The authors of this study recognize that cultural competence is a multi-faceted construct and one online training program is not adequate to meet the needs of a very diverse patient population. Clinical and community experiences that students have throughout their curriculum also contribute to their levels of cultural competence and patient feedback and health outcomes are critical components of culturally competent oral health care. This study aimed to examine one novel program's effects and it is not suggested that this be the sole content for cultural competence in the dental hygiene curriculum. The HHS OMH training modules can serve as an ideal starting point for the topic are an excellent resource for dental and allied dental educators to address cultural competence in an oral health context.

Future research would include a larger, more diverse sample size, a control group and the ability to track the amount of time spent on the training modules possibly by incorporating the training modules into the dental hygiene curriculum.


Culturally competent dental hygiene care is becoming increasingly more important as the population of the United States becomes more diverse. Dental hygiene accreditation (CODA) standards required that students recognize cultural influences that impact the delivery of healthcare. This study examined the effects of knowledge acquired via the online HHS OMH Cultural Competency Program for Oral Health Professionals as compared to pre- and post-tests of self-perceived levels of cultural competence as measured by the Inventory for Assessing the Process of Cultural Competency among Health Professionals-Student Version (IAPCCSV). While this single HHS OMH training program and IAPCC-SV student post-tests do not serve as sole indicators of cultural competency, the results of this study demonstrate that the HHS OMH Cultural Competency Program for Oral Health Professionals was effective for increasing dental hygiene students' levels of knowledge of cultural competence.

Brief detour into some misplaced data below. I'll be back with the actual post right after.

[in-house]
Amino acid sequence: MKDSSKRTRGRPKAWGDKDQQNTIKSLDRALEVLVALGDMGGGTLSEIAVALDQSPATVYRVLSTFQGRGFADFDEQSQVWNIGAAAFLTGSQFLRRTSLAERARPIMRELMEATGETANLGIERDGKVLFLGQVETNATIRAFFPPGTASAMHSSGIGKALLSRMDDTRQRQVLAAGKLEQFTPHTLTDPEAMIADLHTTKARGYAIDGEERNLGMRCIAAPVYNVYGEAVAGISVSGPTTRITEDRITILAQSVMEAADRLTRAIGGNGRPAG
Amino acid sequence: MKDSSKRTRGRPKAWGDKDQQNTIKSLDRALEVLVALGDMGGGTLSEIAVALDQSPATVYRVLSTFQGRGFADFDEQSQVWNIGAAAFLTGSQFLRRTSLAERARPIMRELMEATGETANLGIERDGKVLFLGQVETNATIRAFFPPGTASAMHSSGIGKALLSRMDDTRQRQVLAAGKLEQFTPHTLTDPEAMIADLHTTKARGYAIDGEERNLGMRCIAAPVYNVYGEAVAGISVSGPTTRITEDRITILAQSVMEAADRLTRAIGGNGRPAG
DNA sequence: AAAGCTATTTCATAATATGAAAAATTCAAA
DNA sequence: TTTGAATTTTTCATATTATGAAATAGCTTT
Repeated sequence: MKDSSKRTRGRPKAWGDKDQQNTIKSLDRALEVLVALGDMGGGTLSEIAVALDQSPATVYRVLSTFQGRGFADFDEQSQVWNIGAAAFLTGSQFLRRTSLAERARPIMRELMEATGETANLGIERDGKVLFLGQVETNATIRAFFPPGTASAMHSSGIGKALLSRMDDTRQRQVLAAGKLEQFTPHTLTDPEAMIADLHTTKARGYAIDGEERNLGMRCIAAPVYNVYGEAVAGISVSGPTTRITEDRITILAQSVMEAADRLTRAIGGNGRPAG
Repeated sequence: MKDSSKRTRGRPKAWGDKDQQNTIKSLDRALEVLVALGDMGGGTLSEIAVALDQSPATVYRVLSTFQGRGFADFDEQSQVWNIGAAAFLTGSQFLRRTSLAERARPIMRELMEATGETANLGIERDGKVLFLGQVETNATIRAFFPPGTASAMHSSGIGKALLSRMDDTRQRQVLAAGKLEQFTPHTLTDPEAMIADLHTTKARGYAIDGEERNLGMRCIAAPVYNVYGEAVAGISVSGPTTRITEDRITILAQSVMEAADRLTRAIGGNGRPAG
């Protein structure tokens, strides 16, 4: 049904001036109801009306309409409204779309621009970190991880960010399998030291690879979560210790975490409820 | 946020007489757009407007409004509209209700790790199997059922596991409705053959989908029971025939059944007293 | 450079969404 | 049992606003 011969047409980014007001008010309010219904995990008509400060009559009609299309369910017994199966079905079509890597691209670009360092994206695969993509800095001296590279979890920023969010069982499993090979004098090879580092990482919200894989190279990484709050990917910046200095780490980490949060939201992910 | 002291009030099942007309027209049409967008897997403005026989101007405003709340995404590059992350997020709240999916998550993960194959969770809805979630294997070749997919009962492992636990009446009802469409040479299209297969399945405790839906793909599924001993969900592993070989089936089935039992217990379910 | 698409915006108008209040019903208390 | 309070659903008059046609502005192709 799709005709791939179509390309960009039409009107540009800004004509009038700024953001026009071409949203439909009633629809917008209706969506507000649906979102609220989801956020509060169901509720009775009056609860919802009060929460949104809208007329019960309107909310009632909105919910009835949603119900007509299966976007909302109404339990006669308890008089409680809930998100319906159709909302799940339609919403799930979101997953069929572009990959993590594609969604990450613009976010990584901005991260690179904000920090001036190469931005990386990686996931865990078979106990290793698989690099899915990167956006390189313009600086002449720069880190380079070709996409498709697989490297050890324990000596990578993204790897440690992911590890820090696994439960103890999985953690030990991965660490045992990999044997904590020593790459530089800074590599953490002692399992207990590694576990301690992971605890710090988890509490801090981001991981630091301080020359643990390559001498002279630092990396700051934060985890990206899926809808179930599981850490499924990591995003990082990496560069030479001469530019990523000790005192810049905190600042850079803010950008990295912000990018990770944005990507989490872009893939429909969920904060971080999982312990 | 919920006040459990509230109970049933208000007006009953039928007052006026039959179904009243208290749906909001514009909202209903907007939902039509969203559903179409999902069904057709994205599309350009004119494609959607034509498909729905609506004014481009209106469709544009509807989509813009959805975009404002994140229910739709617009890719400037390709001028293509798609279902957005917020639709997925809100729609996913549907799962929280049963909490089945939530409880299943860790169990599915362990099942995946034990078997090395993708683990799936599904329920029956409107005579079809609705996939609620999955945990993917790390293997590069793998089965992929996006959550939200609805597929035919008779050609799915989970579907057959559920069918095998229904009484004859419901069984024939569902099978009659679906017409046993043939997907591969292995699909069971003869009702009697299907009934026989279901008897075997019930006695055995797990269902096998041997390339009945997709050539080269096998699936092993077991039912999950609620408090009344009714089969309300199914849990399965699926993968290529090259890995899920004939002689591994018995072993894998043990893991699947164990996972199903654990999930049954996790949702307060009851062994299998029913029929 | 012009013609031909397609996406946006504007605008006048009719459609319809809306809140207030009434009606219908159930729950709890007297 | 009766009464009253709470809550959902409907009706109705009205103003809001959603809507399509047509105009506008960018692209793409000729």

About the Authors

Heather N. Daugherty, RDH, BSDH is the EFDA Clinical Coordinator and clinical dental hygiene instructor; Dental Hygiene Clinical instructor; Rachel C. Kearney RDH, MS is an assistant professor and chair; both in the Division of Dental Hygiene, The Ohio State University College of Dentistry, Columbus, OH.

Corresponding author: Rachel C. Kearney RDH, MS;


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3. Newcomb TL, Sokolik TL. Cultural competence: How to incorporate different cultural beliefs and practices into the dental hygiene process of care. Dimensions. 2012 Apr;10(4):58-61.

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9. Doucette HJ, Maillet PJ, Brillant MG, et al. Dental hygiene students' perceptions of a cultural competence component in a tobacco dependence education curriculum: a pilot study. J Dent Educ. 2015 Jun;79(6):680-5.

10. DeWald JP, Solomon ES. Use of the cross-cultural adaptability inventory to measure cultural competence in a dental hygiene program. J Dent Hyg. 2009 Jun; 83(3):106-10.

11. Behar-Horenstein LS, Garvan CW, Catalanotto FA, et al. Assessing cultural competence among Florida's allied dental faculty. J Dent Hyg. 2016 Jun; 90(3):192-6.

12. U.S. Department of Health and Human Services. Think cultural health: cultural competency program for oral health professionals [Internet]. Rockville (MD): U.S. Department of Health and Human Services; 2015 [cited 2016 Aug 24]. Available from:

13. Gozu A, Beach MC, Price EG, et al. Self-administered instruments to measure cultural competence of health professionals: a systematic review. Teach Learn Med. 2007 May 25;19(2):180-90.

14. Lin CJ, Lee CK, Huang MC. Cultural competence of healthcare providers: a systematic review of assessment instruments. J Nurs Res. 2017 Jun 1;25(3):174-86.

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18. Hawala-Druy S, Hill MH. Interdisciplinary: Cultural competency and culturally congruent education for millennials in health professions. Nurse Educ Today. 2012 Oct 31;32(7):772-8.

19. Palombaro KM, Black JD, Dole RL, et al. Curricular integration and measurement of cultural competency development in a group of physical therapy students. Journal of the Scholarship of Teaching and Learning. 2015 Oct 31;15(5):82-96.

20. Okere SD, Gleeson P, Mitchell K, et al. The effects of a cultural competence education module on the cultural competence of student physical therapists: A double-blind, randomized controlled trial. Paper presented at: American Physical Therapy Association Annual Conference and Exposition;2012 Tampa, FL.

21. Sanner S, McAllister LE. A longitudinal study of cultural competence among health science faculty. J Cult Divers. 2010 Jul 1;17(2):68.

Table I. Mean Scores on the IAPCC-SV

Table I

Table II. Total number of students in levels
of cultural competence

Table II

Table III. Differences Between Pre-test and
Post-test Scores

Table III

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SOURCE: American Dental Hygienists' Association | January 15, 2018

Learning Objectives:

  • Discuss the importance of cultural competence for dental professionals.
  • Discuss the importance of training dental hygiene students in cultural competence.
  • Describe the effectiveness of cultural competence training for dental hygiene students.